“Packard Truck Dave” has been sharing with us his passion for Packard trucks. Part One >>HERE<<. Part Two >>HERE<<
ALSO see the story of the Packard truck rescued in Serbia
Today’s concluding post has more detail of the restoration of
the Packard truck in Serbia
Serbian Army Packard truck on display in Belgrade
Continued from last week:
While all the above was happening with the active restoration of the 1918 and 1919 taking place, I was sitting at home one evening in 2007 and out of the wild blue my home phone rang – and the caller was from Serbia. I was a bit suspicious as my last investment with a rich Nigerian prince with a huge financial gift for me had gone poorly (p.s. – joke….), however this call was legitimate. The fellow, Vojin Sevic from Belgrade, Serbia was calling me on behalf of his good friend Sait Hadzic. Sait did not speak English and Vojin was fluent in English.
Vojin asked me if I was the individual who owned three Packard trucks. I replied in the positive and Vojin popped the question ” Would I allow him to come over from Serbia to visit & to take pictures of my Packard trucks?” Without consulting my wife Joan (a beginners mistake (I have learned over time that -sometimes- forgiveness is easier than permission ) I said “Sure, no problem. We have extra rooms so you can stay with us!” After the call, Joan asked me about our upcoming visitor – and I explained that Serbia was previously known as Yugoslavia and was a communist country. Joan’s eyes went buggy – so I assured her that if our visitor liked old trucks, he was OK in my book. I am not sure Joan fully agreed with me at the time…….
With Vojin’s arrival, I learned that his good friend Sait Hadzic back in Belgrade had acquired a worn out and badly rusted WW-I Packard Army truck and needed direction as to how to go about the restoration. The provenance or ‘pedigree’ of the Packard was that it was given to the Serbian Army just after World War One ended. Many Packard trucks were ordered by foreign governments. In 1915, Packard sold more trucks than cars. Apparently Sait’s Packard passed through numerous owners before becoming his prized unrestored vehicle. Vojin brought pictures of the Packard – and yes, it needed much. Not to mention, the truck needed a really thick wallet to finance the restoration process.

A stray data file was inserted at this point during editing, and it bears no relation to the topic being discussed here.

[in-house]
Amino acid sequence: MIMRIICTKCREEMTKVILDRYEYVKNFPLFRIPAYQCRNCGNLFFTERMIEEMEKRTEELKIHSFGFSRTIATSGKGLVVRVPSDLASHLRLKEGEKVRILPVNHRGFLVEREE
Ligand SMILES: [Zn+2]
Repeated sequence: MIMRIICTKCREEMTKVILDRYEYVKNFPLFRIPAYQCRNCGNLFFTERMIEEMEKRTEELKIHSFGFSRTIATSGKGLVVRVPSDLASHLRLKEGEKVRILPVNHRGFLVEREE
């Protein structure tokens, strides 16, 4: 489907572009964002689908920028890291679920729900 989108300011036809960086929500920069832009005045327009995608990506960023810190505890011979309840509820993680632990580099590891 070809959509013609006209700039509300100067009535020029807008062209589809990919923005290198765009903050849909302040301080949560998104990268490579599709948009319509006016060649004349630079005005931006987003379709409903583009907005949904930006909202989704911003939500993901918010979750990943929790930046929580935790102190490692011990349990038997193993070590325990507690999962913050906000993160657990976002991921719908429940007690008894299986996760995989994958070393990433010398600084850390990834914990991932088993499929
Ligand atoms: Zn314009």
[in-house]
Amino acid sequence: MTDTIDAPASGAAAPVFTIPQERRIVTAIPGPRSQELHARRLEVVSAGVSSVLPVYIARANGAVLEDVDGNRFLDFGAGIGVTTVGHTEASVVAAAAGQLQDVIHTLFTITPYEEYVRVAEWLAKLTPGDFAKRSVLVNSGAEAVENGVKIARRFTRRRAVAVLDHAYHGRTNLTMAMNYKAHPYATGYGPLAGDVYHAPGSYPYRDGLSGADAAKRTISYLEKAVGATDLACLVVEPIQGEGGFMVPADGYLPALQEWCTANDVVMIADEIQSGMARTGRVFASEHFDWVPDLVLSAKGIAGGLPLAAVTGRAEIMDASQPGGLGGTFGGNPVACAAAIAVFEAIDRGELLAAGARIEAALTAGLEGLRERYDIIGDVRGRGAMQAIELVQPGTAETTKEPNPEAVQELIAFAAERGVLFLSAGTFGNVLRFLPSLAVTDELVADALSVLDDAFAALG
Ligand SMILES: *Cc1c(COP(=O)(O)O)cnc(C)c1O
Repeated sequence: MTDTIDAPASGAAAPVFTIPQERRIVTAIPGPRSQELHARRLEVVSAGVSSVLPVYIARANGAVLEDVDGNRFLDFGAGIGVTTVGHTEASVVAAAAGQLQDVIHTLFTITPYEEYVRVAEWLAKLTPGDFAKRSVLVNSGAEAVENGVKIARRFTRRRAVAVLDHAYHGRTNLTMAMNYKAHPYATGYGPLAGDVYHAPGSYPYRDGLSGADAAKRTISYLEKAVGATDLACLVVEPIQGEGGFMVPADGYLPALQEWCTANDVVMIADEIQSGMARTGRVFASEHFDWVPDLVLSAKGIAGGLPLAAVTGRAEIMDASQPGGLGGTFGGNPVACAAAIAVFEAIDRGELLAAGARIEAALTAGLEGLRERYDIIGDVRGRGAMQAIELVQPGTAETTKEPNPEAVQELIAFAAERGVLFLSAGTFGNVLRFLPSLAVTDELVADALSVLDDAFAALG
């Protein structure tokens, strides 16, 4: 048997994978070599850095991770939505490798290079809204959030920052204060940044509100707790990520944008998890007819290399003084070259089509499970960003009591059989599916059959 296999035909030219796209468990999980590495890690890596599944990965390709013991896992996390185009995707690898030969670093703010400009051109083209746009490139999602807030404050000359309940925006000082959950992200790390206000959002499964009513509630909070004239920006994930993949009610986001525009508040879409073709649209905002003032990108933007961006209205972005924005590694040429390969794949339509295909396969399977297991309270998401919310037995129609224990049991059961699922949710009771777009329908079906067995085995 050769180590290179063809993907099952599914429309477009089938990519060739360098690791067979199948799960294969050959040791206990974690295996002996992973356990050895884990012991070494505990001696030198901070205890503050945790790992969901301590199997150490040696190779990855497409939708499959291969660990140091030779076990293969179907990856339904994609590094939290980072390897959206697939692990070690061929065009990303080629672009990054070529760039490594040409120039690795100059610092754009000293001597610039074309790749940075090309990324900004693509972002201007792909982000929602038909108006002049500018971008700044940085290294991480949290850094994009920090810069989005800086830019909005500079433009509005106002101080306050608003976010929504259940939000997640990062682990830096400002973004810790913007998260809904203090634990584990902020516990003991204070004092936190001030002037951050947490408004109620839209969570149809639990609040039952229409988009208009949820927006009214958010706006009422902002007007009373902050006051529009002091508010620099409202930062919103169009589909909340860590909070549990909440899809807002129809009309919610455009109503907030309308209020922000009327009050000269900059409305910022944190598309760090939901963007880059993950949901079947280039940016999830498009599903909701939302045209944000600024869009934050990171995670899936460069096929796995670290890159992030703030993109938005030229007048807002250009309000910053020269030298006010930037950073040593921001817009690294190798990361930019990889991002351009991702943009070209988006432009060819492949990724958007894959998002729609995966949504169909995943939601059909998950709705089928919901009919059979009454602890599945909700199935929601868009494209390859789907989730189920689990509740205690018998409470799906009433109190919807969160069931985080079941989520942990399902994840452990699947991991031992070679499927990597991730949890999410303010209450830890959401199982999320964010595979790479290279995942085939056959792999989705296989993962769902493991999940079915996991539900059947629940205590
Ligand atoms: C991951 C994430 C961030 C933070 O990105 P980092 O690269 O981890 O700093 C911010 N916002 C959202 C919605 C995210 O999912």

At this time, Vojin and I were standing in my building with my Packard trucks and my Packard truck parts. I guess it was fair to say that Vojin looked in awe at the assemblage of truck parts I had in one corner of my building. (Bear in mind, NONE of these parts are new – they are all dirty/rusty/grease covered pieces I saved from the numerous Packard trucks that I had parted out over the years)
Along with the pictures, Vojin produced a list of parts that Sait definitely said he really needed or were missing entirely from his truck (like the original brass carburetor, etc., not to mention a bad engine). As Vojin rattled off the sorely needed items, I replied with each statement “Yes, I have one.” After Vojin did his reading, he then popped the question “Would you sell us what we need for the Packard?” I took a moment to reply, and stared into Vojin’s look of anticipation I replied “Heavens, no. I could never sell you the parts.” As I saw the look of total dejection rapidly creep across Vojin’s face, I followed up with the following statement – “No, I will definitely not sell you the parts, but yes, you may have them – whatever you need.”
A strange look came across Vojin’s face (like when you talk to someone who has not the slightest idea of what you just told them) – and Vojin cocked his head to one side and an apparent overwhelmed look of total disbelief replaced his previous expression. “Tell you what” I said. “Here’s the deal, I’ll assemble all the parts you have on your list. I’ll crate ’em up and the parts will sit right behind this overhead door on pallets. They will be ‘Free On Board’, York Springs.” I then said. “From that point on, you take over, you get a truck with a lift gate here, load ’em and then figure how the heck you’re going to get all this junk to Belgrade.”
I think my reply really, really surprised Vojin – but what was actually going through my mind was Vojin’s friend Sait would most likely never be able to find all the parts he’d need. And – I thought maybe it was just the right thing to do. Over the years I’ve had many, many the pleasure of Sait being able to restore his Packard Army truck…..
Vojin left America a very pleased visitor, flew back to Belgrade and just a short time after Vojin’s departure, a box truck with a lift gate showed up and loaded the Packard truck parts – to be off to Serbia. Following that, I periodically emailed Vojin and occasionally communicated by email with Sait who was determined to master the English language. The years went by and in 2010 I had a brain storm! (well, not a real brain storm as that would require a brain) I would invite Vojin and Sait to come over to the USA for the Hershey Fall Meet, they could stay with us and I could pick them up at the airport, bring them to our home where they would be comfortable and we had room for them. Ultimately I received their answer – Yes! – they would come!